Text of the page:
jump (Option shr 2)+16

16://Code for option 0, ending with jump to END
//Filler ensures that the next section will be 16 bytes after the start of this one
32://Code for option 1, ending with jump to END
48;//Code for option 2, ending with jump to END

END

Share this post


Link to post
Share on other sites
The JIT-compiler for Rotor[1] is implemented as a switch(fjitcompiler.cpp):


  
switch (opcode)
{

case CEE_PREFIX1:
GET(opcode_val, unsigned char, false);
opcode = OPCODE(opcode_val + 256);
goto DECODE_OPCODE;

case CEE_LDARG_0:
case CEE_LDARG_1:
case CEE_LDARG_2:
case CEE_LDARG_3:
offset = (opcode - CEE_LDARG_0);
// Make sure that the offset is legal (with respect to the IL encoding)

VERIFICATION_CHECK(offset < 4);
goto DO_LDARG;

case CEE_LDARG_S:
GET(offset, unsigned char, false);
goto DO_LDARG;

case CEE_LDARG:
GET(offset, unsigned short, false);
DO_LDARG:
// Make sure that the offset is legal (with respect to the number of arguments)

VERIFICATION_CHECK(offset < maxArgs);
varInfo = &argsMap[offset];
if (methodInfo->args.isVarArg() && !varInfo->isReg) {
emit_VARARG_LDARGA(varInfo->offset, offsetVarArgToken);
trackedType = varInfo->type;

This goes on for several thousand lines, so I wont post everything

[1]http://msdn.microsoft.com/downloads/default.asp?URL=/downloads/sample.asp?url=/msdn-files/027/001/901/msdncompositedoc.xml


Share this post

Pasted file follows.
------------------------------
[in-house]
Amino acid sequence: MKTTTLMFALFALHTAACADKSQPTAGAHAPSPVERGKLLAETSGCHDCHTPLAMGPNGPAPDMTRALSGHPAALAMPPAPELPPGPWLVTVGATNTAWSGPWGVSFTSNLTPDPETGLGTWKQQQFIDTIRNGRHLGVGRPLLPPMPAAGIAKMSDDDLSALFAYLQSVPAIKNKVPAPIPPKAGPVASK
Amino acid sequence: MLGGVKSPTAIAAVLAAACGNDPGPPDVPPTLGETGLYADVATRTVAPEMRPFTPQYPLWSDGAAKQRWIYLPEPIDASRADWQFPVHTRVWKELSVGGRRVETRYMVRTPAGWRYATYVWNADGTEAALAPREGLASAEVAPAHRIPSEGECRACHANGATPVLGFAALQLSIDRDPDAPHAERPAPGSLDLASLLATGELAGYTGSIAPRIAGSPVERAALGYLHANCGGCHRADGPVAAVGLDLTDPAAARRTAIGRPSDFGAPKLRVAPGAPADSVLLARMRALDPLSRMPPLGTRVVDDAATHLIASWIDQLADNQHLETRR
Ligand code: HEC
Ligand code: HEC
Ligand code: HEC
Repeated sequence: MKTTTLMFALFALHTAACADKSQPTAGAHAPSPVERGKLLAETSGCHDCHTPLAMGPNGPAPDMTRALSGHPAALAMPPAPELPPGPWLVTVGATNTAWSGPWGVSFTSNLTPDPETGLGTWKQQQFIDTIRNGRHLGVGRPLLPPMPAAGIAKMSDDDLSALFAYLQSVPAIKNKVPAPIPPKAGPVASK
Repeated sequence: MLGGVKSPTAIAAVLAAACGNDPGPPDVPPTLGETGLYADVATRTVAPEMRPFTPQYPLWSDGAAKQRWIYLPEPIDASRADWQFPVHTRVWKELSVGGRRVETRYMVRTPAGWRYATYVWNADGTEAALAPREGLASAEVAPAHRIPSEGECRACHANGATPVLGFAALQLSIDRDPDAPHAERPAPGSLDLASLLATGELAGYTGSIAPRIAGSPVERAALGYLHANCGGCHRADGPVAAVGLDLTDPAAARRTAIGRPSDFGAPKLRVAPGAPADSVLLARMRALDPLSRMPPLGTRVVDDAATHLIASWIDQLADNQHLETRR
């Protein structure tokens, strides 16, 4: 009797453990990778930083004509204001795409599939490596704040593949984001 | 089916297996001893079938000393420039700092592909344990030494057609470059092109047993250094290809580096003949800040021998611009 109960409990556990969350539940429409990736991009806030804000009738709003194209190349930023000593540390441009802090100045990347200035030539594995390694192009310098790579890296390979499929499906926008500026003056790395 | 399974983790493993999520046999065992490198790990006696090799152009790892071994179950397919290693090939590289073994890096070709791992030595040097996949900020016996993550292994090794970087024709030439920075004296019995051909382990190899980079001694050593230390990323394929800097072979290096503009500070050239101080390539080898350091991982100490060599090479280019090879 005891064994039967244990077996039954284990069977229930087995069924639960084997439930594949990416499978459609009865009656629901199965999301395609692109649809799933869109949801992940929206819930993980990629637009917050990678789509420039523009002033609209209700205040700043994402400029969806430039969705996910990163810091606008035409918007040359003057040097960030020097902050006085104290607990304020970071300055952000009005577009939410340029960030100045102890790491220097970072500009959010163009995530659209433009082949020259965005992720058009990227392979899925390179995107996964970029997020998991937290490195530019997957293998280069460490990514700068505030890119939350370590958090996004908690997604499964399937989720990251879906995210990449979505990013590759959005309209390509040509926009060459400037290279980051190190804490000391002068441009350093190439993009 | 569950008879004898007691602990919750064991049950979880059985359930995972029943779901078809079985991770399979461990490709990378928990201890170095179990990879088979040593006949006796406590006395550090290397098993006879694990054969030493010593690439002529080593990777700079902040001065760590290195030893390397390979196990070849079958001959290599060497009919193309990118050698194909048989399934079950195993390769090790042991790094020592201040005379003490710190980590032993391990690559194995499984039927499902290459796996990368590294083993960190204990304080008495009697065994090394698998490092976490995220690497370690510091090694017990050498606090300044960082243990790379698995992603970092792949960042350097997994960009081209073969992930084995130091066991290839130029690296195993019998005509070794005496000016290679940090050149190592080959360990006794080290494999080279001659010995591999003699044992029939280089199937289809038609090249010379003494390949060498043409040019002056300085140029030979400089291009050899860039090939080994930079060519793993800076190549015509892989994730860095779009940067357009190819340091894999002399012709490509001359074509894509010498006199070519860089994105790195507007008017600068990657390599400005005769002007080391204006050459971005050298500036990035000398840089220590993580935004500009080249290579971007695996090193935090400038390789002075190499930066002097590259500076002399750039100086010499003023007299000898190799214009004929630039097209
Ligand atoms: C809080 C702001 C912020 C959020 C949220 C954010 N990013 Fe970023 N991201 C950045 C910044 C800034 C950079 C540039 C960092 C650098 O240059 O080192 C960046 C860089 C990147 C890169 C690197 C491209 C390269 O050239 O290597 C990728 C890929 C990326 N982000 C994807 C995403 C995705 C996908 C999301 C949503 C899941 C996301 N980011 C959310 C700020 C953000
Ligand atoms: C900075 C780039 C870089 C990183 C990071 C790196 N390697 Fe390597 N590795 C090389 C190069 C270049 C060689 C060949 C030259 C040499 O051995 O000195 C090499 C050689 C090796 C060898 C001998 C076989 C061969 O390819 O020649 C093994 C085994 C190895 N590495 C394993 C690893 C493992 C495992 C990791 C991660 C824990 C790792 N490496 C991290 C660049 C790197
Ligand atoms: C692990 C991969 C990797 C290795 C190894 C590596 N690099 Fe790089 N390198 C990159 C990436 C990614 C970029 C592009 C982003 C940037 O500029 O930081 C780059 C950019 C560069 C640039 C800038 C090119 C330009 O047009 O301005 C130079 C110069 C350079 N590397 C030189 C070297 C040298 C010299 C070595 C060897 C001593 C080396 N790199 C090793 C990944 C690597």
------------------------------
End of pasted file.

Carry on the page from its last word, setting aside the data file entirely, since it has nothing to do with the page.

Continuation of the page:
Link to post
Share on other sites
The OO approach : one base class which contains a function DoInstruction (which is virtual) ,now derive for every opcode a class which implements DoInstruction for the specific opcode. Now you keep an array of pointer''s to the base class and you instantiate them with the right class (off course you sort them by opcode). Executing the opcode''s now becomes simple just call

array[opcode]->DoInstruction();

It''s about the same approach as the array of function pointer''s.
It''s faster than the big switch (if you wanna execute the last opcode you have to go through the switch, here you can do it immediatly).

Share this post


Link to post
Share on other sites
quote:
Original post by George2
It''s faster than the big switch (if you wanna execute the last opcode you have to go through the switch, here you can do it immediatly).


If you have a decent compiler the switch statement gets turned into a jump table, so its not any slower than your vtable, and you do not do 255 compares to get to the last op code. This is the point of having the switch statement in the language in the first place, otherwise you could just use if else if or have a much more flexible switch like basic''s select case.

Share this post


Link to post
Share on other sites
how exactly does the switch jump table work?
how would it do this:

  
switch(x)
{
case 0:break;
case 1:break;
case 5:break;
case 20:break;
case 34: break;
case 231:break;
default:break;
}


how can it make a jump table from such funny values? is it actually a series of jump tables mixed with normal ifs and such?

Share this post


Link to post
Share on other sites
quote:
Original post by disjunction
how can it make a jump table from such funny values? is it actually a series of jump tables mixed with normal ifs and such?